(CNN) - What do the three most recent public opinion polls of Iowa's 2016 Republican presidential caucus have in common?
All three surveys indicate there's no frontrunner in the very early hunt for the GOP presidential nomination in the state that votes first in the race for the White House. And former Arkansas Gov. Mike Huckabee narrowly tops the list of potential candidates in each poll.
The latest of the surveys comes from Loras College. According to their poll of 600 likely Republican voters in the Hawkeye State, 14.7% say if the 2016 GOP caucus was held today, Huckabee would be their first choice. The former Arkansas governor, a favorite of many social conservatives, won the state's 2008 Republican caucuses, which launched him towards victories in a bunch of other contests before bowing out to eventual nominee Sen. John McCain of Arizona. The Fox News Channel host sat out the 2012 campaign, but is now mulling another bid.
The poll indicates former Florida Gov. Jeb Bush at 10.7%, followed by Sen. Rand Paul of Kentucky at 8.5%, Rep. Paul Ryan of Wisconsin, the 2012 Republican vice presidential nominee, at 8.3%, New Jersey Gov. Chris Christie at 8%, Sen. Ted Cruz of Texas at 6.2%, Sen. Marco Rubio of Florida, former Sen. Rick Santorum of Pennsylvania (a 2012 GOP presidential candidate), and Wisconsin Gov. Scott Walker each at 4.7%, and Texas Gov. Rick Perry (also a 2012 White House hopeful) at 3%. Everyone else tested in the survey, which was released Tuesday, was in the low single digits.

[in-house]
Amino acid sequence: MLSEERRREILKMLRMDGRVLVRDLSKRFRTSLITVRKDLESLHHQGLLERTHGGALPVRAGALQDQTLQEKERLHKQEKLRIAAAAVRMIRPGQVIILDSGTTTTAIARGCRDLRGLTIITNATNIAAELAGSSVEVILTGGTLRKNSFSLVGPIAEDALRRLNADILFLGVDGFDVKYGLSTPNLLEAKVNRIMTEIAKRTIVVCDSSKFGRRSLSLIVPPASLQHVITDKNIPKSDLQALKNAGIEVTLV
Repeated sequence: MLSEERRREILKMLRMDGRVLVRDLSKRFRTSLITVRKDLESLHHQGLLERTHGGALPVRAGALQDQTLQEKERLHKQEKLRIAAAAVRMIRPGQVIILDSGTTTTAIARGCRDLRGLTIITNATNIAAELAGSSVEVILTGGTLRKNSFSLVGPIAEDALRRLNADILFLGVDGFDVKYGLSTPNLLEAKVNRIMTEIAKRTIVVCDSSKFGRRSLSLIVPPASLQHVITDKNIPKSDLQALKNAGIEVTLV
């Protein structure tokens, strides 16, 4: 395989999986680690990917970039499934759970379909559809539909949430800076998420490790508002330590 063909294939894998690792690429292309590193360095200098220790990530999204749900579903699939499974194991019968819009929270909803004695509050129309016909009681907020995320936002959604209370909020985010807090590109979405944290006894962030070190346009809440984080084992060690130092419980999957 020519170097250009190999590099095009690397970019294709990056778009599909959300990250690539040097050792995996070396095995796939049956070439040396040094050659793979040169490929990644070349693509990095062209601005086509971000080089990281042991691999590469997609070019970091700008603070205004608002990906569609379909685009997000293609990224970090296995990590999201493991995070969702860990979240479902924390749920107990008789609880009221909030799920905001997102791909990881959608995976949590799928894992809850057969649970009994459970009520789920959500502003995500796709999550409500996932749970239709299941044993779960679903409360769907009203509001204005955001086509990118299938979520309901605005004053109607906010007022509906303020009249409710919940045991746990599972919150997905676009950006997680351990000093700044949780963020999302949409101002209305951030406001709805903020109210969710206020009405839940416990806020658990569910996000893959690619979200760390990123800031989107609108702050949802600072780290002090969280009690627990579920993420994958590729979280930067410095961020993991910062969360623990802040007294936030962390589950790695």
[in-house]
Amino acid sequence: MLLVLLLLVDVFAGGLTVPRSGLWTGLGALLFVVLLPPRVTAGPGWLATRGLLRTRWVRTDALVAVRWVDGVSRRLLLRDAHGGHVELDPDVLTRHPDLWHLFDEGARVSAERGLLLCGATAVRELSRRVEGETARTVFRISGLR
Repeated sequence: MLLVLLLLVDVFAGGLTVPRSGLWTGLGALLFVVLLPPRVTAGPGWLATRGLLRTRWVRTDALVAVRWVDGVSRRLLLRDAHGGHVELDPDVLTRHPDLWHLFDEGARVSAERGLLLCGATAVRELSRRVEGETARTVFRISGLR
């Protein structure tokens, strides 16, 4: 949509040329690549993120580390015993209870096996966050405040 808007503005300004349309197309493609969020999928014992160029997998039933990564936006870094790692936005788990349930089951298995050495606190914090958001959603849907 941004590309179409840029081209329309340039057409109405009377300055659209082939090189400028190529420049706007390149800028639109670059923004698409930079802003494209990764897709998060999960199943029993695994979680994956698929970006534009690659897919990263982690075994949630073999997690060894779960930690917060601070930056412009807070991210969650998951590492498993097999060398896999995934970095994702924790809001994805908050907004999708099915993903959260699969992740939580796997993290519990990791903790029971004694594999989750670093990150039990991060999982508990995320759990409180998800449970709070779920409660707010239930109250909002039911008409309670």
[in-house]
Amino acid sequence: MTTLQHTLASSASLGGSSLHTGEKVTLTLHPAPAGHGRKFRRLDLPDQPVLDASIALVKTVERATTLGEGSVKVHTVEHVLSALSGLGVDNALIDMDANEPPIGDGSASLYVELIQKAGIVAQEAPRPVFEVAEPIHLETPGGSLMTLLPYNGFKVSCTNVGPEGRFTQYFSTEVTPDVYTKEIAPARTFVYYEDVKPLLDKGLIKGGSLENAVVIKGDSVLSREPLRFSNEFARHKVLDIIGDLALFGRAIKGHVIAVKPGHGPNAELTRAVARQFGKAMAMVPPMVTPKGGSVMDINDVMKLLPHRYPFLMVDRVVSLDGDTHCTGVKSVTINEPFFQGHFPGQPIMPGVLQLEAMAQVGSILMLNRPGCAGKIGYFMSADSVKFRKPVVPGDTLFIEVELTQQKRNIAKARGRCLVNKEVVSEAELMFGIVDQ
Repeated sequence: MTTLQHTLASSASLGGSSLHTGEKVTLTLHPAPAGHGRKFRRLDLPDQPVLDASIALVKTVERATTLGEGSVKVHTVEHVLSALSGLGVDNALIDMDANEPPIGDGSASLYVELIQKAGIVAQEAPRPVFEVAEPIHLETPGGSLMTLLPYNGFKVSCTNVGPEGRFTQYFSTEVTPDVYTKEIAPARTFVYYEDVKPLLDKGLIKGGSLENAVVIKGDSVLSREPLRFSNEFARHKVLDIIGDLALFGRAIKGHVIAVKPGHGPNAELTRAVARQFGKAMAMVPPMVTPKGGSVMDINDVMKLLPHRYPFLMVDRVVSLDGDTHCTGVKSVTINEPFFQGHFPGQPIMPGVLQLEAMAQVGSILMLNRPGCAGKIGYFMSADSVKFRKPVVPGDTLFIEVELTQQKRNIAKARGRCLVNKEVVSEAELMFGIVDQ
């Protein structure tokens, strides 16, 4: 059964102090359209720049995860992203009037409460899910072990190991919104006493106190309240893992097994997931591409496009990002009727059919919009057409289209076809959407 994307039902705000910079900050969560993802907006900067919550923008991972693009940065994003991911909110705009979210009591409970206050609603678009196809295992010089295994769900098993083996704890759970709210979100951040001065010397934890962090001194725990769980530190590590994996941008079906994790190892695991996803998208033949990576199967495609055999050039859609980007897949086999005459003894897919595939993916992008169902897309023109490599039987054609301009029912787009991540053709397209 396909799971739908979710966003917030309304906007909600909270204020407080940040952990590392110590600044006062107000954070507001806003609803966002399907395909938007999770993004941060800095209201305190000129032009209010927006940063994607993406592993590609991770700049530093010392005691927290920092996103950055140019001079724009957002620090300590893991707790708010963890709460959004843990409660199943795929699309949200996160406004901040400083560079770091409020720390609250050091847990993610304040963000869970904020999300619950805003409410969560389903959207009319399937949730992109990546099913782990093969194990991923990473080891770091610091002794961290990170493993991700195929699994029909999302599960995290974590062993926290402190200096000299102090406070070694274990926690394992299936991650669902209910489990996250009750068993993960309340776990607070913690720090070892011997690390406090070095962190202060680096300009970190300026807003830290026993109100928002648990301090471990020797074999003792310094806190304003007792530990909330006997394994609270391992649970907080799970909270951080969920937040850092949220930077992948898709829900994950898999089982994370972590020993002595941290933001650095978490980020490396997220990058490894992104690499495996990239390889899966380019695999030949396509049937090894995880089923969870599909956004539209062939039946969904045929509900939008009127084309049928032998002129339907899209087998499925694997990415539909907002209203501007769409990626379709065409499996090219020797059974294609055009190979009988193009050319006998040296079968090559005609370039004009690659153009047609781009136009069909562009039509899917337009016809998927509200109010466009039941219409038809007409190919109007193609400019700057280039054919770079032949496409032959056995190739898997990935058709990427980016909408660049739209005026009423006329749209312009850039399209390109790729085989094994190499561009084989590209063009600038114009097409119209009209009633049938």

A Suffolk University poll of Iowa Republicans released last week also indicated a massive traffic jam among the potential GOP presidential contenders, with Hucakbee at 11%, followed by Paul and Bush each at 10%. Everyone else was in single digits.
Huckabee also narrowly topped a crowded field of possible candidates in a Republican-leaning WPA Opinion Research survey conducted at the end of March.
The results of the polls "show a wide-open race for Republicans in Iowa, with an opportunity for any number of candidates to catapult out of here on caucus night. For a candidate to do well here, they need to come to the state often, get to know Iowans and answer their questions, and work to turn out voters on a cold caucus night," said Iowa Republican strategist Tim Albrecht, who served as a top adviser to Gov. Terry Branstad.
CNN Political Editor Paul Steinhauser contributed to this story